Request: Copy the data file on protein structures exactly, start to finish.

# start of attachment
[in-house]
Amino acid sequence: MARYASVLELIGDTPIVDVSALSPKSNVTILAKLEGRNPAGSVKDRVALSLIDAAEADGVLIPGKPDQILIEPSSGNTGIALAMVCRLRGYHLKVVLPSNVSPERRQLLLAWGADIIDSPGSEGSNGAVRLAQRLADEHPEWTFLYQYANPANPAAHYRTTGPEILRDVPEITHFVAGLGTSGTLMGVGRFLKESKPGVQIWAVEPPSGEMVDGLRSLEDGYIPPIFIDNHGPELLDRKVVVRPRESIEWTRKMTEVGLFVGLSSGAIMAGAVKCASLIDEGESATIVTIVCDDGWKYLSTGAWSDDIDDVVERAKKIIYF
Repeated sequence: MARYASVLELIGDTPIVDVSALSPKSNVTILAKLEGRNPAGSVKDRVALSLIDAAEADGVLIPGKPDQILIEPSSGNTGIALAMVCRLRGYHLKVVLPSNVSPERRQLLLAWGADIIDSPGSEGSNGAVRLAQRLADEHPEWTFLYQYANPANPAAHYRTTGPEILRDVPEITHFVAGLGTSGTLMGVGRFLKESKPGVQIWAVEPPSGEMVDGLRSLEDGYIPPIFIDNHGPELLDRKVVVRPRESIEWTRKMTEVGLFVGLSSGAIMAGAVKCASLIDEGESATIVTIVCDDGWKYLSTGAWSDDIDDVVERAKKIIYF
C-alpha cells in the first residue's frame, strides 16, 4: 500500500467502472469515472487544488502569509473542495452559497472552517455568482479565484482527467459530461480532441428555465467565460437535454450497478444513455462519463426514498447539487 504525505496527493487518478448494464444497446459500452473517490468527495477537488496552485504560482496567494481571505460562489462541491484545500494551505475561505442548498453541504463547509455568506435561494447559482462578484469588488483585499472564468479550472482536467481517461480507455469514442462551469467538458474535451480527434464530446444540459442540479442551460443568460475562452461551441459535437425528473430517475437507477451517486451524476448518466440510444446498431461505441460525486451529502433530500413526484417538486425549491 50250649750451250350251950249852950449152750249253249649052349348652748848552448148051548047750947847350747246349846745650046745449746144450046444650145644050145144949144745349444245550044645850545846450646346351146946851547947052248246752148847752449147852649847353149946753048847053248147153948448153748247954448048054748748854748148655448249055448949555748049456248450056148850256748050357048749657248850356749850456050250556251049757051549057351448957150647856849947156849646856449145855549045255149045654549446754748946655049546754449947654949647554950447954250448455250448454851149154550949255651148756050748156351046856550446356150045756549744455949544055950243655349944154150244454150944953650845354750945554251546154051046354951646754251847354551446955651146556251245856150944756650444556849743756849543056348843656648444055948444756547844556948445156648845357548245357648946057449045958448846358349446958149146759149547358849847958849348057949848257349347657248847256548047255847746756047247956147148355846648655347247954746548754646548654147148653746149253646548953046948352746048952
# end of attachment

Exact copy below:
[in-house]
Amino acid sequence: MARYASVLELIGDTPIVDVSALSPKSNVTILAKLEGRNPAGSVKDRVALSLIDAAEADGVLIPGKPDQILIEPSSGNTGIALAMVCRLRGYHLKVVLPSNVSPERRQLLLAWGADIIDSPGSEGSNGAVRLAQRLADEHPEWTFLYQYANPANPAAHYRTTGPEILRDVPEITHFVAGLGTSGTLMGVGRFLKESKPGVQIWAVEPPSGEMVDGLRSLEDGYIPPIFIDNHGPELLDRKVVVRPRESIEWTRKMTEVGLFVGLSSGAIMAGAVKCASLIDEGESATIVTIVCDDGWKYLSTGAWSDDIDDVVERAKKIIYF
Repeated sequence: MARYASVLELIGDTPIVDVSALSPKSNVTILAKLEGRNPAGSVKDRVALSLIDAAEADGVLIPGKPDQILIEPSSGNTGIALAMVCRLRGYHLKVVLPSNVSPERRQLLLAWGADIIDSPGSEGSNGAVRLAQRLADEHPEWTFLYQYANPANPAAHYRTTGPEILRDVPEITHFVAGLGTSGTLMGVGRFLKESKPGVQIWAVEPPSGEMVDGLRSLEDGYIPPIFIDNHGPELLDRKVVVRPRESIEWTRKMTEVGLFVGLSSGAIMAGAVKCASLIDEGESATIVTIVCDDGWKYLSTGAWSDDIDDVVERAKKIIYF
C-alpha cells in the first residue's frame, strides 16, 4: 500500500467502472469515472487544488502569509473542495452559497472552517455568482479565484482527467459530461480532441428555465467565460437535454450497478444513455462519463426514498447539487 504525505496527493487518478448494464444497446459500452473517490468527495477537488496552485504560482496567494481571505460562489462541491484545500494551505475561505442548498453541504463547509455568506435561494447559482462578484469588488483585499472564468479550472482536467481517461480507455469514442462551469467538458474535451480527434464530446444540459442540479442551460443568460475562452461551441459535437425528473430517475437507477451517486451524476448518466440510444446498431461505441460525486451529502433530500413526484417538486425549491 50250649750451250350251950249852950449152750249253249649052349348652748848552448148051548047750947847350747246349846745650046745449746144450046444650145644050145144949144745349444245550044645850545846450646346351146946851547947052248246752148847752449147852649847353149946753048847053248147153948448153748247954448048054748748854748148655448249055448949555748049456248450056148850256748050357048749657248850356749850456050250556251049757051549057351448957150647856849947156849646856449145855549045255149045654549446754748946655049546754449947654949647554950447954250448455250448454851149154550949255651148756050748156351046856550446356150045756549744455949544055950243655349944154150244454150944953650845354750945554251546154051046354951646754251847354551446955651146556251245856150944756650444556849743756849543056348843656648444055948444756547844556948445156648845357548245357648946057449045958448846358349446958149146759149547358849847958849348057949848257349347657248847256548047255847746756047247956147148355846648655347247954746548754646548654147148653746149253646548953046948352746048952